Option 1: Provide access token via custom header
If you are not yet on release 7.31 SP17 / 7.4 SP12 but at least on 7.31 SP15 / 7.4 SP10, you only have one option which is maintaining the access token using the custom http header capability of the REST adapter. Once you request a new access token from Concur’s token service, it is usually valid for one year. This means, you need to ensure that you replace the access token before it expires. This is a manual process: Get a new access token by calling the token service via the Advanced Rest Client application in the Chrome browser as shown above for instance; Then, maintain the channel, and re-activate the same.
Maintain the receiver channel as follows. Switch to tab General below tab Adapter-Specific. Here, you don’t need to choose any authentication nor OAuth settings.
Switch to tab HTTP Headers, and add a new entry into the table with Header Name Authorization and Value Pattern OAuth <your access token>.
Option 2: Provide access token directly
If you are already on release 7.31 SP17 / 7.4 SP12 or above, you have the option to maintain the access token as part of the OAuth authorization settings. This more or less corresponds to option 1 in the sense that you need to maintain a valid access token. The same applies here with respect to the lifecycle of the access token and channel: you need to ensure to exchange the access token before it expires.
Maintain the receiver channel as follows. Switch to tab General below tab Adapter-Specific. Check flag Authorize with OAuth. From the drop down menus select the Flow OAuth 2.0 Native Flow for Concur and the Access Token Source Provide Access Token directly. As Access Token parameter maintain your valid access token.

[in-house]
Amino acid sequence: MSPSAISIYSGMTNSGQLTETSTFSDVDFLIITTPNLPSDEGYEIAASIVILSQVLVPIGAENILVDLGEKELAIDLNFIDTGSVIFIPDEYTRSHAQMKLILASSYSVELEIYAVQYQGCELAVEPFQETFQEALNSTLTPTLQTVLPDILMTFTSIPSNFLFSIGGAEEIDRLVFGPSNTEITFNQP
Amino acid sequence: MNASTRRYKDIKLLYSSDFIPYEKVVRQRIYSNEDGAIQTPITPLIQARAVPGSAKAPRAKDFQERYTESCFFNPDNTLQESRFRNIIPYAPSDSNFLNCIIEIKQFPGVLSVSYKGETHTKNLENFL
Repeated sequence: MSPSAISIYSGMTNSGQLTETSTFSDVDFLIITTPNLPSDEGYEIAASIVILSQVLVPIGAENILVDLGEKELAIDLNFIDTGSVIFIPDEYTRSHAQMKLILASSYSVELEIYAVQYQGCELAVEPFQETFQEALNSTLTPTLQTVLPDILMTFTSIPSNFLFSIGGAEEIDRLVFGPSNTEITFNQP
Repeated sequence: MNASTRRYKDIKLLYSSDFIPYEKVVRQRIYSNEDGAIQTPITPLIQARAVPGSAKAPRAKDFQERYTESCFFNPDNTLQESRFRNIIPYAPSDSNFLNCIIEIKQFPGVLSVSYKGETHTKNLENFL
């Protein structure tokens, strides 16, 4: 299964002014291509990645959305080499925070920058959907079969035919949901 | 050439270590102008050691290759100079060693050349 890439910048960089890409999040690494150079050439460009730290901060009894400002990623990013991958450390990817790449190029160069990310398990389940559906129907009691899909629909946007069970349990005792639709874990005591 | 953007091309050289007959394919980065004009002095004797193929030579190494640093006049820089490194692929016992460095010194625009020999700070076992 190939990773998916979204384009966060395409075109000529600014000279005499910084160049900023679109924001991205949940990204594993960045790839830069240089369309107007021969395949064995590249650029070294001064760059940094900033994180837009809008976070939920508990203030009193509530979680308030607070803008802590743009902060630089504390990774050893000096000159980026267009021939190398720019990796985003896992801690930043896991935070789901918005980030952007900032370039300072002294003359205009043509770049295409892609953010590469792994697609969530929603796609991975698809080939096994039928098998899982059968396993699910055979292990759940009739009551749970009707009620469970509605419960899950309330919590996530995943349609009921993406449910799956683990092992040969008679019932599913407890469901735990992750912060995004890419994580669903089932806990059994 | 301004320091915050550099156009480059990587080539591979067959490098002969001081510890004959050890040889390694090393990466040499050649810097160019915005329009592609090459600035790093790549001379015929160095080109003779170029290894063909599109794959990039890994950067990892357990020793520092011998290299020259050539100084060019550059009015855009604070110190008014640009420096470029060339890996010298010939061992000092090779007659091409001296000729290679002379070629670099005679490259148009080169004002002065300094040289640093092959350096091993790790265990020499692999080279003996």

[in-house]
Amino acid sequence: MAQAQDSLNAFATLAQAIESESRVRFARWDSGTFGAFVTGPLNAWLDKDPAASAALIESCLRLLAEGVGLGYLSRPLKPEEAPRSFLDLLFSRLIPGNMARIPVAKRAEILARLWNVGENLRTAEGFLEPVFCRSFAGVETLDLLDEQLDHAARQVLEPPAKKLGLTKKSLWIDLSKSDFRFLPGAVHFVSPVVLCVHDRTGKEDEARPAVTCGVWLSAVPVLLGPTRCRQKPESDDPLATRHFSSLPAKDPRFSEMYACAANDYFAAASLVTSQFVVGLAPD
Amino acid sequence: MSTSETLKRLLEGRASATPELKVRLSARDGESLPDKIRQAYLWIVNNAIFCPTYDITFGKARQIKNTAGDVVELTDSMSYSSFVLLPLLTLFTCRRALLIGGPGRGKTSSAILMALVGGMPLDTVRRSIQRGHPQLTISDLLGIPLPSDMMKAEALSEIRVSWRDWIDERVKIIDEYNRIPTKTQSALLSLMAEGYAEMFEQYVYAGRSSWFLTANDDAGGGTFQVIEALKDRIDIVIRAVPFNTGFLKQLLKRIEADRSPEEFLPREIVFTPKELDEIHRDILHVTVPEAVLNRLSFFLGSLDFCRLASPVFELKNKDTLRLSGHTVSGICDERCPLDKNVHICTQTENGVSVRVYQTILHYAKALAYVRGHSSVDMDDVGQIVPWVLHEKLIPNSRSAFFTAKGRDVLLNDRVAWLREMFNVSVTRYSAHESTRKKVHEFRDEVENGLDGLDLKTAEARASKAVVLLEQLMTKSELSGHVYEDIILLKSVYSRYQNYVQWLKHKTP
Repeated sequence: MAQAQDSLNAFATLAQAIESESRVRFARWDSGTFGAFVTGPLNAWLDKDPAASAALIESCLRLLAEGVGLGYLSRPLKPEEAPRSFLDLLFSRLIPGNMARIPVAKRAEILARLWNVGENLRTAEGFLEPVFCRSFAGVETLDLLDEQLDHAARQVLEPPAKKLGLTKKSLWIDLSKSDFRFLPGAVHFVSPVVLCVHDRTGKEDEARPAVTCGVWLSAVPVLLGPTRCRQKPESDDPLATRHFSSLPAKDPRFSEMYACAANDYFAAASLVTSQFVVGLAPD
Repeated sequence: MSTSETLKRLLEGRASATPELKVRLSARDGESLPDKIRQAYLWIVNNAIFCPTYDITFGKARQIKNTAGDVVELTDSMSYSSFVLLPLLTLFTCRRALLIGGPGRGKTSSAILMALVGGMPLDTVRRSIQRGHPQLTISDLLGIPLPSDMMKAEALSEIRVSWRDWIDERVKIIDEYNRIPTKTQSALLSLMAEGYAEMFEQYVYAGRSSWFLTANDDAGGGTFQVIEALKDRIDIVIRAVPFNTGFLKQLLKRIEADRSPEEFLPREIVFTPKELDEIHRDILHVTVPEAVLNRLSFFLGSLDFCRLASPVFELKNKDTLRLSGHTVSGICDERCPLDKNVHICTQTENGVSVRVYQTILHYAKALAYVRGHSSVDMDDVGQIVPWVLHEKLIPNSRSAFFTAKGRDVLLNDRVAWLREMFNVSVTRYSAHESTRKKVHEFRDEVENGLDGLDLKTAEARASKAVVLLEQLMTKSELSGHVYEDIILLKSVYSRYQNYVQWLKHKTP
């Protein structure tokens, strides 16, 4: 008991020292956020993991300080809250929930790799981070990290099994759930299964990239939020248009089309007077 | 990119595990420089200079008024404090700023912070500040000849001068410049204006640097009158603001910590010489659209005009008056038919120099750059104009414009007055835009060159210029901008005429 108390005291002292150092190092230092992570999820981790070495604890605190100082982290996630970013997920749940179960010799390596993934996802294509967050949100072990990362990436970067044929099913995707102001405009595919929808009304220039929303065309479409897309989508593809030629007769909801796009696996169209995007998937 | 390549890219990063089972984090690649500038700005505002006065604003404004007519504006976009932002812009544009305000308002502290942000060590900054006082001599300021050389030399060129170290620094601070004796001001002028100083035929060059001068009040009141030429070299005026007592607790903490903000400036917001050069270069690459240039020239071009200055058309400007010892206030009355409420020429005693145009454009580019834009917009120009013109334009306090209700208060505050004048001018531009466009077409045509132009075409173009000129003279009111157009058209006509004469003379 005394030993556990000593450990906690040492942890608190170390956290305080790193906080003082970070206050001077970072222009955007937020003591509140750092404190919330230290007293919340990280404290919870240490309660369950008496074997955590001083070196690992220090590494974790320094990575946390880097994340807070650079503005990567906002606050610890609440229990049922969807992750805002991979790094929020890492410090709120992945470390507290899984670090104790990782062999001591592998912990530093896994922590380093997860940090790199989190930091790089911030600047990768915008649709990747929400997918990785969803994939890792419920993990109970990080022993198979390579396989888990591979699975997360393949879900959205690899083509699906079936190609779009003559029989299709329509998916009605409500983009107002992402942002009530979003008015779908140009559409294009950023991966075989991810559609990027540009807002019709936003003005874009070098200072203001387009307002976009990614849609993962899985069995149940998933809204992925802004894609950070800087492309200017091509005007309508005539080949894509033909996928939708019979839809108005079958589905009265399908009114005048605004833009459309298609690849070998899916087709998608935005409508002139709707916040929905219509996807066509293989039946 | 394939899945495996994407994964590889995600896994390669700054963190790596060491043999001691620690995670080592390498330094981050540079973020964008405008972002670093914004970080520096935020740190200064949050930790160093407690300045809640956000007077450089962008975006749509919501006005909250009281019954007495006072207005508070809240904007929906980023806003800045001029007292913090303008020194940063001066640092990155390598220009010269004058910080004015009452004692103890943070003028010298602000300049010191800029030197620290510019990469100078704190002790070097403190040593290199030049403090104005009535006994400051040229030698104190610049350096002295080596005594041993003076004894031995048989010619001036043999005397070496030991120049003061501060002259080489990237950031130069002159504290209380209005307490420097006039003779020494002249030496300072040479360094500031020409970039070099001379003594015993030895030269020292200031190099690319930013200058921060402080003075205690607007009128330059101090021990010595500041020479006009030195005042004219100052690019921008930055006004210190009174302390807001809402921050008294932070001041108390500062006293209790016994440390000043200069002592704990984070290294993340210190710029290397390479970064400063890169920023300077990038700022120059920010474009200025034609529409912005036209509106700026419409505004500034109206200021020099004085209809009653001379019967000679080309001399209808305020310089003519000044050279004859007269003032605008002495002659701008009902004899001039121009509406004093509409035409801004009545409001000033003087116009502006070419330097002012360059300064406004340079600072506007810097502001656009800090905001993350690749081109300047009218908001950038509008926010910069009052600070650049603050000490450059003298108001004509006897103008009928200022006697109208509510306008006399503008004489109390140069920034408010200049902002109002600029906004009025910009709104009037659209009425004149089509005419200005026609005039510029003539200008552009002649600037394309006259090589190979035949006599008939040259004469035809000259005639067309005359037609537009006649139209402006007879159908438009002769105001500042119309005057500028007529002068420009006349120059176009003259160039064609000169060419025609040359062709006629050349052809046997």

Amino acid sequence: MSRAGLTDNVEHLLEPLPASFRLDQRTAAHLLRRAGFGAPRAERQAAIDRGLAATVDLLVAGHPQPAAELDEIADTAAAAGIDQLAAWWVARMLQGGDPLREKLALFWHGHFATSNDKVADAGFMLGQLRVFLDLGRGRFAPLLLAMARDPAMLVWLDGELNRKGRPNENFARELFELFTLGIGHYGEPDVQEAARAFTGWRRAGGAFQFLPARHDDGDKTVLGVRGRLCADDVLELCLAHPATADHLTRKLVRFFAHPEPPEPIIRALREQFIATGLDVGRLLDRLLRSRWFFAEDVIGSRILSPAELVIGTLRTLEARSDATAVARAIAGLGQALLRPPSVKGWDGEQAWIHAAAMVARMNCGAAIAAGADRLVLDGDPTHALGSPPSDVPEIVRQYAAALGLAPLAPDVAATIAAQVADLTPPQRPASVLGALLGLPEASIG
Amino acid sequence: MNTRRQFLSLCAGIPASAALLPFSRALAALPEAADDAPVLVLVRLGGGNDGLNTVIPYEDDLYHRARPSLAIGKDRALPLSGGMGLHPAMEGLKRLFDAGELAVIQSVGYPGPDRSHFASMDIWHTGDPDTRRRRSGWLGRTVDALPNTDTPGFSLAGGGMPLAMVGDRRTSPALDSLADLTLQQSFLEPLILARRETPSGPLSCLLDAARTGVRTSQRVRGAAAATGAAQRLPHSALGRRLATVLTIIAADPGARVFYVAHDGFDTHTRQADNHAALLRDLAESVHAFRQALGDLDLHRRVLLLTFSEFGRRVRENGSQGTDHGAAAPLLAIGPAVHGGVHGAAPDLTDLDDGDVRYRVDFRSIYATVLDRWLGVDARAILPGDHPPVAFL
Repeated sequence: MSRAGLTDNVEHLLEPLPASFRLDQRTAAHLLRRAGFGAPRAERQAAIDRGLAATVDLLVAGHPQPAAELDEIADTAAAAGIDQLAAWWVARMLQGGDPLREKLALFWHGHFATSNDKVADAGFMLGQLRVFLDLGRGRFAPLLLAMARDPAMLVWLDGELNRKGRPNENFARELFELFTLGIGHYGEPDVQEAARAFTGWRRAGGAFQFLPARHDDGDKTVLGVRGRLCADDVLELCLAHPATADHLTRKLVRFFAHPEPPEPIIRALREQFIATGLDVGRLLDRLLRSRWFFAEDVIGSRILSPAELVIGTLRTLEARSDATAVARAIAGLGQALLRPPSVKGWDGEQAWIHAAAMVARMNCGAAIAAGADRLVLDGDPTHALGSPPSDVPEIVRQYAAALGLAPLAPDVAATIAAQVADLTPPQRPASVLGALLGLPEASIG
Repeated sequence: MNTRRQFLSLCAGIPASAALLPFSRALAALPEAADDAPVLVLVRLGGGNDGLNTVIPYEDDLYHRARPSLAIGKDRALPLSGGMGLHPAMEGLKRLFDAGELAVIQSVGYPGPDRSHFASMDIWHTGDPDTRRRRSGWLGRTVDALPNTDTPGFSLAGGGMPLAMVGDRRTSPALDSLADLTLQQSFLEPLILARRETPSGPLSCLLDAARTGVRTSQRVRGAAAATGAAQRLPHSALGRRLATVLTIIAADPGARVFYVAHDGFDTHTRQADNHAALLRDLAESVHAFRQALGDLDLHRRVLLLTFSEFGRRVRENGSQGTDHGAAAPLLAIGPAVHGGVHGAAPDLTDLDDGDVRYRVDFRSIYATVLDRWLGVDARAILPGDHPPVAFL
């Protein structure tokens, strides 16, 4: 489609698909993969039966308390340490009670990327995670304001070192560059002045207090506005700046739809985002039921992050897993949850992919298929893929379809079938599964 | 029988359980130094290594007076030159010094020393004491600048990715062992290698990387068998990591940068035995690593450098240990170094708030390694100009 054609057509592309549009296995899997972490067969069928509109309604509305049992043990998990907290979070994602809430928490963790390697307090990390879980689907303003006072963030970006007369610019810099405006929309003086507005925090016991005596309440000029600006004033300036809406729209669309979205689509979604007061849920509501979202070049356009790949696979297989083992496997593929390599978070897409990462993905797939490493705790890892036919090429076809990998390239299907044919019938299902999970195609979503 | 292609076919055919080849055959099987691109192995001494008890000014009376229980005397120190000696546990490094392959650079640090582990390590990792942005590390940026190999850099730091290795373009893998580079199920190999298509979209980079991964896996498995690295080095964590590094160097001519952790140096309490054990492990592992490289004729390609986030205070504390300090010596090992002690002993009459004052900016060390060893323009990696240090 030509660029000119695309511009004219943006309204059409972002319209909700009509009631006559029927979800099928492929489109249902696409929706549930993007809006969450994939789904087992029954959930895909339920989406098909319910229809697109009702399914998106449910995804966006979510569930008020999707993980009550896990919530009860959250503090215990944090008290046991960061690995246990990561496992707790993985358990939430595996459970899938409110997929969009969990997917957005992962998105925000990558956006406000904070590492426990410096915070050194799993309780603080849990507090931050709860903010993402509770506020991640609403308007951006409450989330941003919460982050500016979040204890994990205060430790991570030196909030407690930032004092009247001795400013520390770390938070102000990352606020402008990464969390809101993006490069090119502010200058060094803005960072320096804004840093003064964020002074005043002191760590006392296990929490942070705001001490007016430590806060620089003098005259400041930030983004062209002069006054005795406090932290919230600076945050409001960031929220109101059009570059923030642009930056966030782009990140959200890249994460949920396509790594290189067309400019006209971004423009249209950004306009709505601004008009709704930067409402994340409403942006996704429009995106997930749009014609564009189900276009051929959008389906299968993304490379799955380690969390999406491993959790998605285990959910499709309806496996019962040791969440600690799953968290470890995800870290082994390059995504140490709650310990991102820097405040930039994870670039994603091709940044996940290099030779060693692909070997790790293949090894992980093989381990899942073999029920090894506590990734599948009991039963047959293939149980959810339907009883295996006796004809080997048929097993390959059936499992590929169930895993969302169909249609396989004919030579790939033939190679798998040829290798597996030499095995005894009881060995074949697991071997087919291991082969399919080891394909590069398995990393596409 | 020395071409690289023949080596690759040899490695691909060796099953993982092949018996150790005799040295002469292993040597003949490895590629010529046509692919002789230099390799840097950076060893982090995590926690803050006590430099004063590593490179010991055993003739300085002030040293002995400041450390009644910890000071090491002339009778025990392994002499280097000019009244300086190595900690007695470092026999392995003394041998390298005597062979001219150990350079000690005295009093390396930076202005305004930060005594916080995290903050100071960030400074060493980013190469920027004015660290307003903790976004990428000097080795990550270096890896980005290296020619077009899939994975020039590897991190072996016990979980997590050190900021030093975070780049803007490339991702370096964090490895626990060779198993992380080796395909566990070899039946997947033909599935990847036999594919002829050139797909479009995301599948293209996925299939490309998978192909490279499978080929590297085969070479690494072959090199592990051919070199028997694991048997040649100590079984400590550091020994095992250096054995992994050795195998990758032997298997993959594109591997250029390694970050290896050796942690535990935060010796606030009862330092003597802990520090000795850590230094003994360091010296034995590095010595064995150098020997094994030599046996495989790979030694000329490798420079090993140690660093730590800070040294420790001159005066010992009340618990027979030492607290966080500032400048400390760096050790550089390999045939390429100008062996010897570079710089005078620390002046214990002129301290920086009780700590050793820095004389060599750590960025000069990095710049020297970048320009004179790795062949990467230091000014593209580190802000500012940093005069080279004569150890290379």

Switch to tab HTTP Headers. As you can see, there is no need to maintain any custom http header, at least not for the authentication towards Concur.
Option 3: Get access token from Concur token service
If you are already on release 7.31 SP17 / 7.4 SP12 or above, the preferred option would be to get the access token from Concur’s token service. If you choose this option, the access token is automatically requested from the token service and stored on PI. As long as the access token is valid, it is used for authentication during the message exchange. Otherwise, a new access token is automatically requested replacing the expired one. Here, no manual activity is required for refreshing the access token.
Maintain the receiver channel as follows. Switch to tab General below tab Adapter-Specific. Check flag Authorize with OAuth. From the drop down menus select the Flow OAuth 2.0 Native Flow for Concur and the Access Token Source Get Access Token from Concur URL. The Access Token URL https://www.concursolutions.com/net2/oauth2/accesstoken.ashx is automatically pre-set. Maintain your Login ID and Password, and your Consumer Key. Like in option 2, no need to maintain any custom http header.
I hope this blog was helpful to understand how to authenticate to Concur’s REST API. If you like to learn more, check out the other blogs in the series, accessible from the main blog PI REST Adapter – Blog Overview.